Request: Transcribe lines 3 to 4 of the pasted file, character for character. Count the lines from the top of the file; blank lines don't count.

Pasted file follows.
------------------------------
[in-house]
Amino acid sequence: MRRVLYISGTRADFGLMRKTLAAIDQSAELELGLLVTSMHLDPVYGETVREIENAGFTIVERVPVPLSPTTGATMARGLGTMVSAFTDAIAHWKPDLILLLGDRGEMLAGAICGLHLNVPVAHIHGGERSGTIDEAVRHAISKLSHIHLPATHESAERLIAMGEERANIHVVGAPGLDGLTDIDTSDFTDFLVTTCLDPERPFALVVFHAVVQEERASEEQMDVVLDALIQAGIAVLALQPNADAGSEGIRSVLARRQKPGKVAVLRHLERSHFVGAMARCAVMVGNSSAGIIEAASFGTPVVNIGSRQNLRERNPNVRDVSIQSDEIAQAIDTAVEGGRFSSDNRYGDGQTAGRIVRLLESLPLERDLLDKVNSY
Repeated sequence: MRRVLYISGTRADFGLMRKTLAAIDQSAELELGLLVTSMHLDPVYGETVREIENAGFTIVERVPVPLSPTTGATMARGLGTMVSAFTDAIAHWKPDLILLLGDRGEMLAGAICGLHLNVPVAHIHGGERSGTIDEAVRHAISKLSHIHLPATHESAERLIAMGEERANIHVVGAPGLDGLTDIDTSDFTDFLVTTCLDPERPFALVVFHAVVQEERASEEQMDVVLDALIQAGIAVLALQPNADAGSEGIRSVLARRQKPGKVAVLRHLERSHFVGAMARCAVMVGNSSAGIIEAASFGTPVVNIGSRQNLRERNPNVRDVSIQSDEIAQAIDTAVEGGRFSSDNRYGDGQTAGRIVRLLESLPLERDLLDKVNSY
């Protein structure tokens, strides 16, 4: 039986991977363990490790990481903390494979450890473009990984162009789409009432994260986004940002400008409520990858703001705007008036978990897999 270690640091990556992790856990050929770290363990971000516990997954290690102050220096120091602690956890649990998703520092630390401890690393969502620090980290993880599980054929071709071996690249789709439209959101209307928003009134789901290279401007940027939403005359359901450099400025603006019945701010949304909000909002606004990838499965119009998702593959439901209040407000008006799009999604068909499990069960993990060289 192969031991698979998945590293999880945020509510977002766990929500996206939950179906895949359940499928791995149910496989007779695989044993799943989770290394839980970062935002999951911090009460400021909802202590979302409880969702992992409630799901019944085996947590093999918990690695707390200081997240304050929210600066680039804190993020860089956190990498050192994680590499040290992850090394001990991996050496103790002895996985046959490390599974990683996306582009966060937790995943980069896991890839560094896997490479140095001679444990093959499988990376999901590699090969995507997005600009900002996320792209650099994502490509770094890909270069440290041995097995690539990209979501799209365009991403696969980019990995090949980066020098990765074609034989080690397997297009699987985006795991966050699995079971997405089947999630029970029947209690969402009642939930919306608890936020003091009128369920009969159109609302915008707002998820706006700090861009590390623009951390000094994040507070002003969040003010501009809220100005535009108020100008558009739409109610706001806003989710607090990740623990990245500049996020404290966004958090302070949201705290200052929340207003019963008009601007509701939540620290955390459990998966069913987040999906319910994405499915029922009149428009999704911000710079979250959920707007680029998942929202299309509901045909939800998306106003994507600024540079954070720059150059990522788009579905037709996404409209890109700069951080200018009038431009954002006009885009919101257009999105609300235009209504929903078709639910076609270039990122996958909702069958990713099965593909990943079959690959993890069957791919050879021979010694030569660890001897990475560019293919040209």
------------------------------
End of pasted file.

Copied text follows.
Repeated sequence: MRRVLYISGTRADFGLMRKTLAAIDQSAELELGLLVTSMHLDPVYGETVREIENAGFTIVERVPVPLSPTTGATMARGLGTMVSAFTDAIAHWKPDLILLLGDRGEMLAGAICGLHLNVPVAHIHGGERSGTIDEAVRHAISKLSHIHLPATHESAERLIAMGEERANIHVVGAPGLDGLTDIDTSDFTDFLVTTCLDPERPFALVVFHAVVQEERASEEQMDVVLDALIQAGIAVLALQPNADAGSEGIRSVLARRQKPGKVAVLRHLERSHFVGAMARCAVMVGNSSAGIIEAASFGTPVVNIGSRQNLRERNPNVRDVSIQSDEIAQAIDTAVEGGRFSSDNRYGDGQTAGRIVRLLESLPLERDLLDKVNSY
């Protein structure tokens, strides 16, 4: 039986991977363990490790990481903390494979450890473009990984162009789409009432994260986004940002400008409520990858703001705007008036978990897999 270690640091990556992790856990050929770290363990971000516990997954290690102050220096120091602690956890649990998703520092630390401890690393969502620090980290993880599980054929071709071996690249789709439209959101209307928003009134789901290279401007940027939403005359359901450099400025603006019945701010949304909000909002606004990838499965119009998702593959439901209040407000008006799009999604068909499990069960993990060289 192969031991698979998945590293999880945020509510977002766990929500996206939950179906895949359940499928791995149910496989007779695989044993799943989770290394839980970062935002999951911090009460400021909802202590979302409880969702992992409630799901019944085996947590093999918990690695707390200081997240304050929210600066680039804190993020860089956190990498050192994680590499040290992850090394001990991996050496103790002895996985046959490390599974990683996306582009966060937790995943980069896991890839560094896997490479140095001679444990093959499988990376999901590699090969995507997005600009900002996320792209650099994502490509770094890909270069440290041995097995690539990209979501799209365009991403696969980019990995090949980066020098990765074609034989080690397997297009699987985006795991966050699995079971997405089947999630029970029947209690969402009642939930919306608890936020003091009128369920009969159109609302915008707002998820706006700090861009590390623009951390000094994040507070002003969040003010501009809220100005535009108020100008558009739409109610706001806003989710607090990740623990990245500049996020404290966004958090302070949201705290200052929340207003019963008009601007509701939540620290955390459990998966069913987040999906319910994405499915029922009149428009999704911000710079979250959920707007680029998942929202299309509901045909939800998306106003994507600024540079954070720059150059990522788009579905037709996404409209890109700069951080200018009038431009954002006009885009919101257009999105609300235009209504929903078709639910076609270039990122996958909702069958990713099965593909990943079959690959993890069957791919050879021979010694030569660890001897990475560019293919040209």